9. Jan: This is the January, 2013, anomaly for that particular data set.
10. Feb: This is the February, 2013, anomaly for that particular data set, etc.
21. ave: This is the average anomaly of all months to date taken by adding all numbers and dividing by the number of months. However if the data set itself gives that average, I may use their number. Sometimes the number in the third decimal place differs slightly, presumably due to all months not having the same number of days.
22. rnk: This is the rank that each particular data set would have if the anomaly above were to remain that way for the rest of the year. It may not, but think of it as an update 55 minutes into a game. Due to different base periods, the rank is more meaningful than the average anomaly. A “!” indicates a tie for that rank.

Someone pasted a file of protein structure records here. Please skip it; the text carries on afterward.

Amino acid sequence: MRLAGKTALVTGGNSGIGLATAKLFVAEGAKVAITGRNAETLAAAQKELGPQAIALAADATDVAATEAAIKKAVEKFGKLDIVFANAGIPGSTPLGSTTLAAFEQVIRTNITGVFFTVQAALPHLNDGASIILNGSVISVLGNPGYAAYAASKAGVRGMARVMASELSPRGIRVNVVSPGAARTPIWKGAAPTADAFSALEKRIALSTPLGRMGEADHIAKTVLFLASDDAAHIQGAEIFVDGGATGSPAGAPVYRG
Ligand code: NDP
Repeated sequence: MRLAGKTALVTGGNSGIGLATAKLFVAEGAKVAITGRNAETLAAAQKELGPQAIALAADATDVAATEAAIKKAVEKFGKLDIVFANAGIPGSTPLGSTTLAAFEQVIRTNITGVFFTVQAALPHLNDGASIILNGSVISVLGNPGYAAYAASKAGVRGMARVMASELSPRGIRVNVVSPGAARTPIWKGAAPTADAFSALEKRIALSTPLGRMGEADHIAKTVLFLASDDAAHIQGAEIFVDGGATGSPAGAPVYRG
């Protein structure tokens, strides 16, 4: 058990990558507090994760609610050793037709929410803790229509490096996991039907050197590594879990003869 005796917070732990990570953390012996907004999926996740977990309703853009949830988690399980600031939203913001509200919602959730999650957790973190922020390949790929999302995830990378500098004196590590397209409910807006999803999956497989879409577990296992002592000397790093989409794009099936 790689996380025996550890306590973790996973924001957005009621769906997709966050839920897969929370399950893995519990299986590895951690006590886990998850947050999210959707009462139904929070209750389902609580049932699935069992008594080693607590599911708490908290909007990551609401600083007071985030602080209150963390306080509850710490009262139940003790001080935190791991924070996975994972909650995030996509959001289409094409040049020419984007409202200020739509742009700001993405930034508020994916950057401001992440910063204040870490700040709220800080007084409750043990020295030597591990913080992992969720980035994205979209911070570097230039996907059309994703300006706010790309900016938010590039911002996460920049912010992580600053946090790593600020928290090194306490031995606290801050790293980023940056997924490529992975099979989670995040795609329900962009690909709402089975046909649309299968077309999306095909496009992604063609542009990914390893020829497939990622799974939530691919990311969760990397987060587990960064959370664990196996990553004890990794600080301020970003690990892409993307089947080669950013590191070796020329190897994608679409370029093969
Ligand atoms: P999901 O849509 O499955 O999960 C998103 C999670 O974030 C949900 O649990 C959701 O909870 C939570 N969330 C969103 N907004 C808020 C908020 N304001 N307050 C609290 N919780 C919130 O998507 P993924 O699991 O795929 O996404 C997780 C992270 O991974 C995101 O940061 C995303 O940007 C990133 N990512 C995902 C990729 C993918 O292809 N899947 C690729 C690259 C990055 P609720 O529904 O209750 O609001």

To see all points since January 2013 in the form of a graph, see the WFT graph below.
Note that the satellite data sets often go in the opposite direction to the others. Can you think of any reason for this? As you can see, all lines have been offset so they all start at the same place in January.
In this part, we are summarizing data for each set separately.
The slope is flat since September 1996 or 17 years, 3 months. (goes to November) RSS has passed Ben Santer’s 17 years.
For RSS: There is no statistically significant warming since November 1992: CI from -0.008 to 1.959.
The RSS average anomaly so far for 2013 is 0.224. This would rank as a two way tie for 9th place if it stayed this way. 1998 was the warmest at 0.55. The highest ever monthly anomaly was in April of 1998 when it reached 0.857. The anomaly in 2012 was 0.192 and it came in 11th.